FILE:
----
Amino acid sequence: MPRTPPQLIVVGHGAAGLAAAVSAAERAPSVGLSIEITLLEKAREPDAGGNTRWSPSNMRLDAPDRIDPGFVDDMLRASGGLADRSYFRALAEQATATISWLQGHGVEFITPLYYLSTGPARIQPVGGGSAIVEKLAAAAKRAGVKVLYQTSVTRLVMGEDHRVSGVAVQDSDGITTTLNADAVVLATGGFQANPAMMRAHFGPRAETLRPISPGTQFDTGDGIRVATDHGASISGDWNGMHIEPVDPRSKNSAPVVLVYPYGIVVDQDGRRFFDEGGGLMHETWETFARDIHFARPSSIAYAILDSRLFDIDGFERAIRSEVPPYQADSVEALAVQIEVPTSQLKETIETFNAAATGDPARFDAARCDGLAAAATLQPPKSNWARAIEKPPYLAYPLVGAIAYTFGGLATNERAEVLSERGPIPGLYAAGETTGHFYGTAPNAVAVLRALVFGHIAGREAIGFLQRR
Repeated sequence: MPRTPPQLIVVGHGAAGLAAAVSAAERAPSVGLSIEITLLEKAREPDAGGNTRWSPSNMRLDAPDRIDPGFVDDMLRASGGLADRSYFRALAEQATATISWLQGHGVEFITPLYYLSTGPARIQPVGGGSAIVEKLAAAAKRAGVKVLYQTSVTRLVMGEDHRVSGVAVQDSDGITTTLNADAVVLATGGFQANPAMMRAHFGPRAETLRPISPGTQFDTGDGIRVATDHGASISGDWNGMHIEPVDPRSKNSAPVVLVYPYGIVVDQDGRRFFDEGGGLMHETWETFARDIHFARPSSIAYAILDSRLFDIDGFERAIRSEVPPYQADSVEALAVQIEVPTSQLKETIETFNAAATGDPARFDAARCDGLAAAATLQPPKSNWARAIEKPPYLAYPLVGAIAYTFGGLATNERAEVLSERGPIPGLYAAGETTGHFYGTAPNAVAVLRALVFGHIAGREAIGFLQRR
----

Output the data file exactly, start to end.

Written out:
Amino acid sequence: MPRTPPQLIVVGHGAAGLAAAVSAAERAPSVGLSIEITLLEKAREPDAGGNTRWSPSNMRLDAPDRIDPGFVDDMLRASGGLADRSYFRALAEQATATISWLQGHGVEFITPLYYLSTGPARIQPVGGGSAIVEKLAAAAKRAGVKVLYQTSVTRLVMGEDHRVSGVAVQDSDGITTTLNADAVVLATGGFQANPAMMRAHFGPRAETLRPISPGTQFDTGDGIRVATDHGASISGDWNGMHIEPVDPRSKNSAPVVLVYPYGIVVDQDGRRFFDEGGGLMHETWETFARDIHFARPSSIAYAILDSRLFDIDGFERAIRSEVPPYQADSVEALAVQIEVPTSQLKETIETFNAAATGDPARFDAARCDGLAAAATLQPPKSNWARAIEKPPYLAYPLVGAIAYTFGGLATNERAEVLSERGPIPGLYAAGETTGHFYGTAPNAVAVLRALVFGHIAGREAIGFLQRR
Repeated sequence: MPRTPPQLIVVGHGAAGLAAAVSAAERAPSVGLSIEITLLEKAREPDAGGNTRWSPSNMRLDAPDRIDPGFVDDMLRASGGLADRSYFRALAEQATATISWLQGHGVEFITPLYYLSTGPARIQPVGGGSAIVEKLAAAAKRAGVKVLYQTSVTRLVMGEDHRVSGVAVQDSDGITTTLNADAVVLATGGFQANPAMMRAHFGPRAETLRPISPGTQFDTGDGIRVATDHGASISGDWNGMHIEPVDPRSKNSAPVVLVYPYGIVVDQDGRRFFDEGGGLMHETWETFARDIHFARPSSIAYAILDSRLFDIDGFERAIRSEVPPYQADSVEALAVQIEVPTSQLKETIETFNAAATGDPARFDAARCDGLAAAATLQPPKSNWARAIEKPPYLAYPLVGAIAYTFGGLATNERAEVLSERGPIPGLYAAGETTGHFYGTAPNAVAVLRALVFGHIAGREAIGFLQRR